Racial Remarks Jeopardize Calif. District's State Aid
The California Department of Education has threatened to withhold all state aid from a remote Northern California school district for refusing to discipline a teacher accused of using racial slurs and threatening to reveal confidential student files.
If the state's charges against the Susanville Elementary School District are affirmed in hearings before Administrative Law Judge Muriel Evens in Sacramento, $3 million in state support could be yanked from the district's $5-million budget, forcing it to close two elementary schools.
Charges filed by the education department on behalf of a student accuse Edward Frank Murin, 45, of hurling racial slurs at high-school students, especially black and Native American football players.
The department contends that Susanville district officials did nothing about the incidents.
Mr. Murin is also alleged to have attempted to intimidate the parents who accused him of racial slurs by threatening to disclose their younger child's confidential records and by driving in a threatening manner behind their car.
Mr. Murin has taught science in a Susanville elementary school for 17 years, but the charges actually stem from his second job as a basketball and football coach in the Lassen Union High School District.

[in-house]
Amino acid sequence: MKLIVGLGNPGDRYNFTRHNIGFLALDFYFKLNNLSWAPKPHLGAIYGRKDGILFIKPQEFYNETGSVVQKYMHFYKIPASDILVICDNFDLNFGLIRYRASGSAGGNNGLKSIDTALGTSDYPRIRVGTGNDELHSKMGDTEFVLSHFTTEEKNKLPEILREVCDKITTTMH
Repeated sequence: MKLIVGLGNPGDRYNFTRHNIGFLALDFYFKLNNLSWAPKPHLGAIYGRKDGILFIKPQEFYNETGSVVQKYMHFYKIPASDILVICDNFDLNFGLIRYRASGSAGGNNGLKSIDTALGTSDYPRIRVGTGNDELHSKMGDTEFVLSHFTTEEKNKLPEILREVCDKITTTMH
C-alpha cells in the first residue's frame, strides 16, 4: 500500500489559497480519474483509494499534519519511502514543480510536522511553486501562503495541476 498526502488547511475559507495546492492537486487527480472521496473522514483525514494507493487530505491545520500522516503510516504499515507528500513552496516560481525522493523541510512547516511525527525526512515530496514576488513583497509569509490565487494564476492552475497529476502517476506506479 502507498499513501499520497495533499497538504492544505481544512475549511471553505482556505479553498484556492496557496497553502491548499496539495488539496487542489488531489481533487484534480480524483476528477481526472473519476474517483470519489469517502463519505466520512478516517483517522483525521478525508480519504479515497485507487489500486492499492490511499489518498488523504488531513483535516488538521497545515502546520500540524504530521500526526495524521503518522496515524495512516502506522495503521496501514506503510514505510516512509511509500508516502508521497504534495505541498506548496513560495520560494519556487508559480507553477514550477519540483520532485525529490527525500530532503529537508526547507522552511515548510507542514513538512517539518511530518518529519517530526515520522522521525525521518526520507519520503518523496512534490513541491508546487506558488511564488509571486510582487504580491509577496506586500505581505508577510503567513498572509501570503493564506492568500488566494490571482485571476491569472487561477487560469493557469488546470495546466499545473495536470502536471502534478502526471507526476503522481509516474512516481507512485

The Lassen and Susanville districts were administered by the same superintendent, Marshal S. Leve, at the time the charges were made.
The high-school district hired its own superintendent after the incidents were reported to the state in 1987, however. It subsequently negotiated a settlement with the education department, in which the district agreed to bar Mr. Murin from employment for five years, to get state approval if it wants to hire him within five years after that, and to provide cultural-sensitivity training to employees.
But officials of the elementary-school district have refused state requests to suspend Mr. Murin without pay, asserting that they do not need to discipline him because the allegations stem from his other job. The district's board also has declined state requests to discipline Mr. Leve, who remains superintendent there, for failing to act on reports of Mr. Murin's transgressions.
Joseph R. Symkowick, an education department lawyer, countered that state courts have held that public employees can be disciplined for any conduct relevant to their positions, regardless of whether it occurs at work or elsewhere.
Superintendent of Public Instruction Bill Honig will have the option of suspending state financial aid to Susanville schools, an unprecedented move, if the allegations against Mr. Murin are sustained and the district still refuses to act.
Robert A. Galgani, a lawyer for the Susanville system, acknowledged that Mr. Murin was found to have used racist terms in his high-school job, but said the elementary district was unaware of such incidents before the case was filed.
Mr. Galgani said the elementary-district board put the incident involving Mr. Murin's threat to release confidential records to rest in 1988. At that time, the board found that a school principal was responsible for giving the records to Mr. Murin, disciplined the principal, and reported the incident and remedy to the U.S. Education Department.
Vol. 10, Issue 32, Page 09